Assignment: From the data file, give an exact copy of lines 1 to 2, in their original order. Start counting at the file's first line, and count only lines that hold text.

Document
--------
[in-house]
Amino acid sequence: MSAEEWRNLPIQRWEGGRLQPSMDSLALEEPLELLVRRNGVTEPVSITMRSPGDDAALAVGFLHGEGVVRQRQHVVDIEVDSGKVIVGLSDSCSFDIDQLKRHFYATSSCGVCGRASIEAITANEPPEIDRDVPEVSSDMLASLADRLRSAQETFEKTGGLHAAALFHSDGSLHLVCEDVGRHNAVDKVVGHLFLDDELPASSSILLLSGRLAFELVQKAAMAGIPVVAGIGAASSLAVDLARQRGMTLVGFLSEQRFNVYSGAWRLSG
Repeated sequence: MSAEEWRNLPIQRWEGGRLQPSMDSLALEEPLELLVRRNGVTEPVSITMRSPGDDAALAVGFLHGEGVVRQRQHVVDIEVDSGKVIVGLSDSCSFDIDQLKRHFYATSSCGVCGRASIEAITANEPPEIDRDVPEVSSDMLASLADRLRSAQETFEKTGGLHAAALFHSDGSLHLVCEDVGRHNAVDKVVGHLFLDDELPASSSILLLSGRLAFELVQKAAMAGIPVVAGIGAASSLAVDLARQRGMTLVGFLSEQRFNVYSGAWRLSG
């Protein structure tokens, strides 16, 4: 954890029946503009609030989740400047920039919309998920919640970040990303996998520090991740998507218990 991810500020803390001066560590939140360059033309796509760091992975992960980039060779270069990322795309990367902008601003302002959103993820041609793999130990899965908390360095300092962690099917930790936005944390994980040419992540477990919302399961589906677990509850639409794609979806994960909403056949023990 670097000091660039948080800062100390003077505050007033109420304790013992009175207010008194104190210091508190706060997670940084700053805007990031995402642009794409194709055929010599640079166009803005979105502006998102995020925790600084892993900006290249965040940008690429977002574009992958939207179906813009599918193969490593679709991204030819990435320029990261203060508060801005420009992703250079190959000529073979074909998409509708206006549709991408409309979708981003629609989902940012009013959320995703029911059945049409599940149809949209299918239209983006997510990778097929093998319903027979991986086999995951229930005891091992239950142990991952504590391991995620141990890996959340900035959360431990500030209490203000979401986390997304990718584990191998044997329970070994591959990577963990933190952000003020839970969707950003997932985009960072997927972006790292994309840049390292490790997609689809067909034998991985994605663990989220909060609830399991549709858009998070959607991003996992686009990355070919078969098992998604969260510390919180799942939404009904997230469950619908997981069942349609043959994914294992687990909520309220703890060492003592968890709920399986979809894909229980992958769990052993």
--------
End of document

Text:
[in-house]
Amino acid sequence: MSAEEWRNLPIQRWEGGRLQPSMDSLALEEPLELLVRRNGVTEPVSITMRSPGDDAALAVGFLHGEGVVRQRQHVVDIEVDSGKVIVGLSDSCSFDIDQLKRHFYATSSCGVCGRASIEAITANEPPEIDRDVPEVSSDMLASLADRLRSAQETFEKTGGLHAAALFHSDGSLHLVCEDVGRHNAVDKVVGHLFLDDELPASSSILLLSGRLAFELVQKAAMAGIPVVAGIGAASSLAVDLARQRGMTLVGFLSEQRFNVYSGAWRLSG